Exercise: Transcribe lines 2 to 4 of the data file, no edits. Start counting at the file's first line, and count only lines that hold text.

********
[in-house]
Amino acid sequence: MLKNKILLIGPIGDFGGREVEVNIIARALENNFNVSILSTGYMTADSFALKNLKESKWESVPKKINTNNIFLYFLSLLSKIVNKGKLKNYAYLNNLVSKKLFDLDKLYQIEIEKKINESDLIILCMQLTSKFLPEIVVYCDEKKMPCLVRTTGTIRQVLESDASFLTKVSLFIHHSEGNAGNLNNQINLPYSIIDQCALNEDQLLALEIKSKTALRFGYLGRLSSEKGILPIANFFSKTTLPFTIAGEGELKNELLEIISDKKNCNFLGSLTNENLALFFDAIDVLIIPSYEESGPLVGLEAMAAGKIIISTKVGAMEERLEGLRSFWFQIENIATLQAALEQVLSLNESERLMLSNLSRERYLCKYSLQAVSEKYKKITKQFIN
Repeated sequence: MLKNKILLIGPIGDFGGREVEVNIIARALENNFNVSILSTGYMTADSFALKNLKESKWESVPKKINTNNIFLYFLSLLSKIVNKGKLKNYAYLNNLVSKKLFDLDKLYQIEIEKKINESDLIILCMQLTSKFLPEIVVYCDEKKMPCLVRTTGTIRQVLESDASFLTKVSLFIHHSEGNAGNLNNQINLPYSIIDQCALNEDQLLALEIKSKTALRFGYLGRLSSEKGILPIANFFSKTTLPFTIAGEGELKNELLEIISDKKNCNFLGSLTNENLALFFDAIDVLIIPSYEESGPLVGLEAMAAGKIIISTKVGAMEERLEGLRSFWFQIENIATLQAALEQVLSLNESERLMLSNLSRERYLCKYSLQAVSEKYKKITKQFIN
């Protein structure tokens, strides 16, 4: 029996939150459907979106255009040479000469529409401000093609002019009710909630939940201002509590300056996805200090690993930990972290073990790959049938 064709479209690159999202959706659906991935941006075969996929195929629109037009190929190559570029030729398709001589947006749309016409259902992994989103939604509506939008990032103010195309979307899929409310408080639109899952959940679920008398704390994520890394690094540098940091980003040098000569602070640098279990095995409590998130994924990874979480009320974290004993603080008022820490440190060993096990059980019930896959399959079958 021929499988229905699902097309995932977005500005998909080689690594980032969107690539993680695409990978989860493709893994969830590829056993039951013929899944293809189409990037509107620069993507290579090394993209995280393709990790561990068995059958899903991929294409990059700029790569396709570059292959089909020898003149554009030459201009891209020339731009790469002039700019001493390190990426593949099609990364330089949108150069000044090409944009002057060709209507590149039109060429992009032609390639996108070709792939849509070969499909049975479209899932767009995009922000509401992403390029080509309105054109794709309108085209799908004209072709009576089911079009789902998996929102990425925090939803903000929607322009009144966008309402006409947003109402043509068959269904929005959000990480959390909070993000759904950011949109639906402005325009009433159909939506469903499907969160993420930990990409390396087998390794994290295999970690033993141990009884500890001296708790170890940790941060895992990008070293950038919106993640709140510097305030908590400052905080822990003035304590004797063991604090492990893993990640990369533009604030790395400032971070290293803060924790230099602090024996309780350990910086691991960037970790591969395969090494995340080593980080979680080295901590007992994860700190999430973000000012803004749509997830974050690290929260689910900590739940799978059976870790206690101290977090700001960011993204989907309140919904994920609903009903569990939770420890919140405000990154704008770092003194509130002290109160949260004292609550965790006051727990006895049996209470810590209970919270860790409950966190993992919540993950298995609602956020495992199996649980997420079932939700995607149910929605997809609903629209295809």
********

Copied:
Amino acid sequence: MLKNKILLIGPIGDFGGREVEVNIIARALENNFNVSILSTGYMTADSFALKNLKESKWESVPKKINTNNIFLYFLSLLSKIVNKGKLKNYAYLNNLVSKKLFDLDKLYQIEIEKKINESDLIILCMQLTSKFLPEIVVYCDEKKMPCLVRTTGTIRQVLESDASFLTKVSLFIHHSEGNAGNLNNQINLPYSIIDQCALNEDQLLALEIKSKTALRFGYLGRLSSEKGILPIANFFSKTTLPFTIAGEGELKNELLEIISDKKNCNFLGSLTNENLALFFDAIDVLIIPSYEESGPLVGLEAMAAGKIIISTKVGAMEERLEGLRSFWFQIENIATLQAALEQVLSLNESERLMLSNLSRERYLCKYSLQAVSEKYKKITKQFIN
Repeated sequence: MLKNKILLIGPIGDFGGREVEVNIIARALENNFNVSILSTGYMTADSFALKNLKESKWESVPKKINTNNIFLYFLSLLSKIVNKGKLKNYAYLNNLVSKKLFDLDKLYQIEIEKKINESDLIILCMQLTSKFLPEIVVYCDEKKMPCLVRTTGTIRQVLESDASFLTKVSLFIHHSEGNAGNLNNQINLPYSIIDQCALNEDQLLALEIKSKTALRFGYLGRLSSEKGILPIANFFSKTTLPFTIAGEGELKNELLEIISDKKNCNFLGSLTNENLALFFDAIDVLIIPSYEESGPLVGLEAMAAGKIIISTKVGAMEERLEGLRSFWFQIENIATLQAALEQVLSLNESERLMLSNLSRERYLCKYSLQAVSEKYKKITKQFIN
């Protein structure tokens, strides 16, 4: 029996939150459907979106255009040479000469529409401000093609002019009710909630939940201002509590300056996805200090690993930990972290073990790959049938 064709479209690159999202959706659906991935941006075969996929195929629109037009190929190559570029030729398709001589947006749309016409259902992994989103939604509506939008990032103010195309979307899929409310408080639109899952959940679920008398704390994520890394690094540098940091980003040098000569602070640098279990095995409590998130994924990874979480009320974290004993603080008022820490440190060993096990059980019930896959399959079958 021929499988229905699902097309995932977005500005998909080689690594980032969107690539993680695409990978989860493709893994969830590829056993039951013929899944293809189409990037509107620069993507290579090394993209995280393709990790561990068995059958899903991929294409990059700029790569396709570059292959089909020898003149554009030459201009891209020339731009790469002039700019001493390190990426593949099609990364330089949108150069000044090409944009002057060709209507590149039109060429992009032609390639996108070709792939849509070969499909049975479209899932767009995009922000509401992403390029080509309105054109794709309108085209799908004209072709009576089911079009789902998996929102990425925090939803903000929607322009009144966008309402006409947003109402043509068959269904929005959000990480959390909070993000759904950011949109639906402005325009009433159909939506469903499907969160993420930990990409390396087998390794994290295999970690033993141990009884500890001296708790170890940790941060895992990008070293950038919106993640709140510097305030908590400052905080822990003035304590004797063991604090492990893993990640990369533009604030790395400032971070290293803060924790230099602090024996309780350990910086691991960037970790591969395969090494995340080593980080979680080295901590007992994860700190999430973000000012803004749509997830974050690290929260689910900590739940799978059976870790206690101290977090700001960011993204989907309140919904994920609903009903569990939770420890919140405000990154704008770092003194509130002290109160949260004292609550965790006051727990006895049996209470810590209970919270860790409950966190993992919540993950298995609602956020495992199996649980997420079932939700995607149910929605997809609903629209295809």